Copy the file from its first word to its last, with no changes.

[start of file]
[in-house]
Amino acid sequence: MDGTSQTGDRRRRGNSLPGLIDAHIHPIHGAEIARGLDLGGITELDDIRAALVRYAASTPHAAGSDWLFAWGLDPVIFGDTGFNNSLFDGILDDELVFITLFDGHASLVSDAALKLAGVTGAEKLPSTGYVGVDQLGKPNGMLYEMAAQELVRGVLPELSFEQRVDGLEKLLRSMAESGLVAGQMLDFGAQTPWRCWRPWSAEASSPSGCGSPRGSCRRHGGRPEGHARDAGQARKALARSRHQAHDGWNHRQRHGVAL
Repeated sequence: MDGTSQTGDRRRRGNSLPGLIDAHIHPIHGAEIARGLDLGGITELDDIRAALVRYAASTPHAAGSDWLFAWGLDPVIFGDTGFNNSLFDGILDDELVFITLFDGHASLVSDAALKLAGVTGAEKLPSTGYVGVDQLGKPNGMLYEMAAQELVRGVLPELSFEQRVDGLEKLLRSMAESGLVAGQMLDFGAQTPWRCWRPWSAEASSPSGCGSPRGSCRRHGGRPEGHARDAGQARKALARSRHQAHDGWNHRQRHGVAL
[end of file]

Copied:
[in-house]
Amino acid sequence: MDGTSQTGDRRRRGNSLPGLIDAHIHPIHGAEIARGLDLGGITELDDIRAALVRYAASTPHAAGSDWLFAWGLDPVIFGDTGFNNSLFDGILDDELVFITLFDGHASLVSDAALKLAGVTGAEKLPSTGYVGVDQLGKPNGMLYEMAAQELVRGVLPELSFEQRVDGLEKLLRSMAESGLVAGQMLDFGAQTPWRCWRPWSAEASSPSGCGSPRGSCRRHGGRPEGHARDAGQARKALARSRHQAHDGWNHRQRHGVAL
Repeated sequence: MDGTSQTGDRRRRGNSLPGLIDAHIHPIHGAEIARGLDLGGITELDDIRAALVRYAASTPHAAGSDWLFAWGLDPVIFGDTGFNNSLFDGILDDELVFITLFDGHASLVSDAALKLAGVTGAEKLPSTGYVGVDQLGKPNGMLYEMAAQELVRGVLPELSFEQRVDGLEKLLRSMAESGLVAGQMLDFGAQTPWRCWRPWSAEASSPSGCGSPRGSCRRHGGRPEGHARDAGQARKALARSRHQAHDGWNHRQRHGVAL